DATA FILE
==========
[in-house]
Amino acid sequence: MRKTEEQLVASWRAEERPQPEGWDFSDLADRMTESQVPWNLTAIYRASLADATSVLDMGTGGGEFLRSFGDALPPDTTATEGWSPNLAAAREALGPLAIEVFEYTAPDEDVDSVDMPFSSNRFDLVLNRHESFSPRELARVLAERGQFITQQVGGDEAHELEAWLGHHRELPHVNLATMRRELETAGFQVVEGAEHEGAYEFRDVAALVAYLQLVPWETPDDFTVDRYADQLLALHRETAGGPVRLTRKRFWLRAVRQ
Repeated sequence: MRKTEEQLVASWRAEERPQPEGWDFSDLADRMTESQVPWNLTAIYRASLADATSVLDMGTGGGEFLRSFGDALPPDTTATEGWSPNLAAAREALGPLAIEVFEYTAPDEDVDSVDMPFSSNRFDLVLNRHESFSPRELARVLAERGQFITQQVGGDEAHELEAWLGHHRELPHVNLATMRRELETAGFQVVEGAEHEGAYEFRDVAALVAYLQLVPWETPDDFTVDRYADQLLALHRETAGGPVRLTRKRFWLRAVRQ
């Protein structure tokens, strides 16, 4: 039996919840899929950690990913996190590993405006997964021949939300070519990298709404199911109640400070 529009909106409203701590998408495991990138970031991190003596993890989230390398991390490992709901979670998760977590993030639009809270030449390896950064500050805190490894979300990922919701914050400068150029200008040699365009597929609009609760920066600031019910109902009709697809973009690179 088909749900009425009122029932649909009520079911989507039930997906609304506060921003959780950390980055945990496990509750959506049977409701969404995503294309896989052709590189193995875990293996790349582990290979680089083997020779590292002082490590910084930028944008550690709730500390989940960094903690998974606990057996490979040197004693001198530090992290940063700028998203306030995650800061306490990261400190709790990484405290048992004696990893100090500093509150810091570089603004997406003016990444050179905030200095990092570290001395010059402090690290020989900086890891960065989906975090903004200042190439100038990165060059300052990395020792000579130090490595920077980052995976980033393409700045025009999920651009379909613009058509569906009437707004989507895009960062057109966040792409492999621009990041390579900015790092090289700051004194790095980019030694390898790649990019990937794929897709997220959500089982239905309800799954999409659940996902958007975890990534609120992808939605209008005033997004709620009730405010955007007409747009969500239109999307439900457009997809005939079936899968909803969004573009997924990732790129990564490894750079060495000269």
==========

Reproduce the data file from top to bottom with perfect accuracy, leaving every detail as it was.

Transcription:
[in-house]
Amino acid sequence: MRKTEEQLVASWRAEERPQPEGWDFSDLADRMTESQVPWNLTAIYRASLADATSVLDMGTGGGEFLRSFGDALPPDTTATEGWSPNLAAAREALGPLAIEVFEYTAPDEDVDSVDMPFSSNRFDLVLNRHESFSPRELARVLAERGQFITQQVGGDEAHELEAWLGHHRELPHVNLATMRRELETAGFQVVEGAEHEGAYEFRDVAALVAYLQLVPWETPDDFTVDRYADQLLALHRETAGGPVRLTRKRFWLRAVRQ
Repeated sequence: MRKTEEQLVASWRAEERPQPEGWDFSDLADRMTESQVPWNLTAIYRASLADATSVLDMGTGGGEFLRSFGDALPPDTTATEGWSPNLAAAREALGPLAIEVFEYTAPDEDVDSVDMPFSSNRFDLVLNRHESFSPRELARVLAERGQFITQQVGGDEAHELEAWLGHHRELPHVNLATMRRELETAGFQVVEGAEHEGAYEFRDVAALVAYLQLVPWETPDDFTVDRYADQLLALHRETAGGPVRLTRKRFWLRAVRQ
């Protein structure tokens, strides 16, 4: 039996919840899929950690990913996190590993405006997964021949939300070519990298709404199911109640400070 529009909106409203701590998408495991990138970031991190003596993890989230390398991390490992709901979670998760977590993030639009809270030449390896950064500050805190490894979300990922919701914050400068150029200008040699365009597929609009609760920066600031019910109902009709697809973009690179 088909749900009425009122029932649909009520079911989507039930997906609304506060921003959780950390980055945990496990509750959506049977409701969404995503294309896989052709590189193995875990293996790349582990290979680089083997020779590292002082490590910084930028944008550690709730500390989940960094903690998974606990057996490979040197004693001198530090992290940063700028998203306030995650800061306490990261400190709790990484405290048992004696990893100090500093509150810091570089603004997406003016990444050179905030200095990092570290001395010059402090690290020989900086890891960065989906975090903004200042190439100038990165060059300052990395020792000579130090490595920077980052995976980033393409700045025009999920651009379909613009058509569906009437707004989507895009960062057109966040792409492999621009990041390579900015790092090289700051004194790095980019030694390898790649990019990937794929897709997220959500089982239905309800799954999409659940996902958007975890990534609120992808939605209008005033997004709620009730405010955007007409747009969500239109999307439900457009997809005939079936899968909803969004573009997924990732790129990564490894750079060495000269």